This is a traditional adventure story with an unexpected twist. Three boys are going on safari, only to be told to take little Michal with them. Like all older brothers, Yotam protests. He thinks she'll be a nuisance, but imagine his surprise when the tables are turned and his annoying little sister emerges victorious. A feminist message is conveyed in a language that young children can understand.
The story unfolds with humor and charm: winter is over and mother allows the children to have a picnic outdoors. "But don't go into the field," she warns. "Who knows how many snakes are hiding in that jungle of tall grass" However Yotam, Eran and Eyal, three adventurous boys, have other plans: they are going to hunt wild tigers. Michal, Yotam's little sister, is clearly not welcome. Undeterred she stubbornly declares, "I can take care of myself," and follows them down the path to the field. Michal thinks that there is a princess living in a palace on the hill and suggests that they all sail there in a boat. "A sea?" pooh-poohs Yotam. "It's a dangerous jungle and we're going to hunt tigers and catch snakes."
But Michal dosn't give in. Sitting on the old tablecloth her mother provided, she finds the magic words which turn it into an enchanted vehicle, ploughing its way through rocks and weeds like a rugged jeep. When she passes the boys, they tell her to turn back because of the danger in the jungle. But Michal declares, "I'm Princess 'I Can Do It Myself,' I'll hunt a tiger myself." And she does: she finds a cub fighting off a fierce hound (which just happens to be her own pup, Hetz).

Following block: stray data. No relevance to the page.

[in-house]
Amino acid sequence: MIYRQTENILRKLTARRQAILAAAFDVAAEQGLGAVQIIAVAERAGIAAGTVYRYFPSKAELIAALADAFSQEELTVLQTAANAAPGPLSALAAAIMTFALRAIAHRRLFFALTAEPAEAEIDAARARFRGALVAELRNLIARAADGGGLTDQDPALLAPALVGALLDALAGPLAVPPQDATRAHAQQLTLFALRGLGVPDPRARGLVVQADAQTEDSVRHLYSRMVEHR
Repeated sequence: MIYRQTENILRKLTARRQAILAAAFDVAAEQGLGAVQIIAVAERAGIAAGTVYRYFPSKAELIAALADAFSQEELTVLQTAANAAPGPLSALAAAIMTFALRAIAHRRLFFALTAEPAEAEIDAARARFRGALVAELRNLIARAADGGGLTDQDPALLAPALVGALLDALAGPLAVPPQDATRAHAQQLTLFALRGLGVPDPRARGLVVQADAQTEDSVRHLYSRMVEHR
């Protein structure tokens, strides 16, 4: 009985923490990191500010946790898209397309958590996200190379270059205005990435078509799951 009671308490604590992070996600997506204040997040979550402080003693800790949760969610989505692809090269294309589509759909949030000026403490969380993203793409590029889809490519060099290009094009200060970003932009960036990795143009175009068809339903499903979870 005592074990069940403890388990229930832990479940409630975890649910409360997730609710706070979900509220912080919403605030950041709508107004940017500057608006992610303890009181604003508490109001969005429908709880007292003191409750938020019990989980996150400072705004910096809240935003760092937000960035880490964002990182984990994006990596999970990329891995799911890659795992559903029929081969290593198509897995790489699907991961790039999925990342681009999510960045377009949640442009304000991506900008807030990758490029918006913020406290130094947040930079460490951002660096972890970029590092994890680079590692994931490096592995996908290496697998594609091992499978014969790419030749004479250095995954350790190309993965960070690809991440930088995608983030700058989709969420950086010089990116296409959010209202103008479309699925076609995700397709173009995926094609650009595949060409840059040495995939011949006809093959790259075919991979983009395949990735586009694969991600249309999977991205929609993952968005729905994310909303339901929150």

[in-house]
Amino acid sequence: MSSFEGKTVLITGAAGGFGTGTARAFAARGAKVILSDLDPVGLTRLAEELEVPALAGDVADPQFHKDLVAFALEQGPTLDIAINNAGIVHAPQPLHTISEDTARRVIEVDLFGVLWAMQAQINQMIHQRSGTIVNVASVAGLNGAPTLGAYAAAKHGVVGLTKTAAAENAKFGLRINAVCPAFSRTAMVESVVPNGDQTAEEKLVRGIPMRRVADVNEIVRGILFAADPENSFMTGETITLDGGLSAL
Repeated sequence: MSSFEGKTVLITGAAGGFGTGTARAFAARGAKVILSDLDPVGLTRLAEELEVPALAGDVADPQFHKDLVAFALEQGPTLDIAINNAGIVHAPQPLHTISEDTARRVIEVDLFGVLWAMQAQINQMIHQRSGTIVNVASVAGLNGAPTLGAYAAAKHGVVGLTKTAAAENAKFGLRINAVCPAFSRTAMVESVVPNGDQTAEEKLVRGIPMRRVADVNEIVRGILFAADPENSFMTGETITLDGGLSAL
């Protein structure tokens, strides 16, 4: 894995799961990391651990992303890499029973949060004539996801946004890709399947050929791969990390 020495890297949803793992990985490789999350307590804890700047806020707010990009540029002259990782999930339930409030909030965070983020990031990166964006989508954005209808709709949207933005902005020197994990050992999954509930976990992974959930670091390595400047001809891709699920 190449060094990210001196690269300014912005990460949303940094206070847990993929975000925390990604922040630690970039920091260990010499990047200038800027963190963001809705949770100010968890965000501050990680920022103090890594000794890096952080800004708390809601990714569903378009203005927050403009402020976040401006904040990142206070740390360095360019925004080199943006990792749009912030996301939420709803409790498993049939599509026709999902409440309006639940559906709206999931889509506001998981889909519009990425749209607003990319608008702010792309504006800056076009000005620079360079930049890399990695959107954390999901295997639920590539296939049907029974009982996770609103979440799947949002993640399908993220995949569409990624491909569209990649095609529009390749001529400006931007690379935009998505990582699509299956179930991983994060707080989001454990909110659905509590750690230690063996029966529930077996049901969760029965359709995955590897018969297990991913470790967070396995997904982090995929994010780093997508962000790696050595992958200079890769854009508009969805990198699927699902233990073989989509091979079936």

Michal triumphantly shows her "tiger cub" to the skeptical boys who grudgingly admire it. When Mother brings ice cream to the hungry hunters, Michal proudly announces that she found the "tiger cub" (actually a kitten). Then she rushes home to get it some milk, singing joyfully, "I can do it all by myself, all by myself."
Illustrations: Gilly Alon Curiel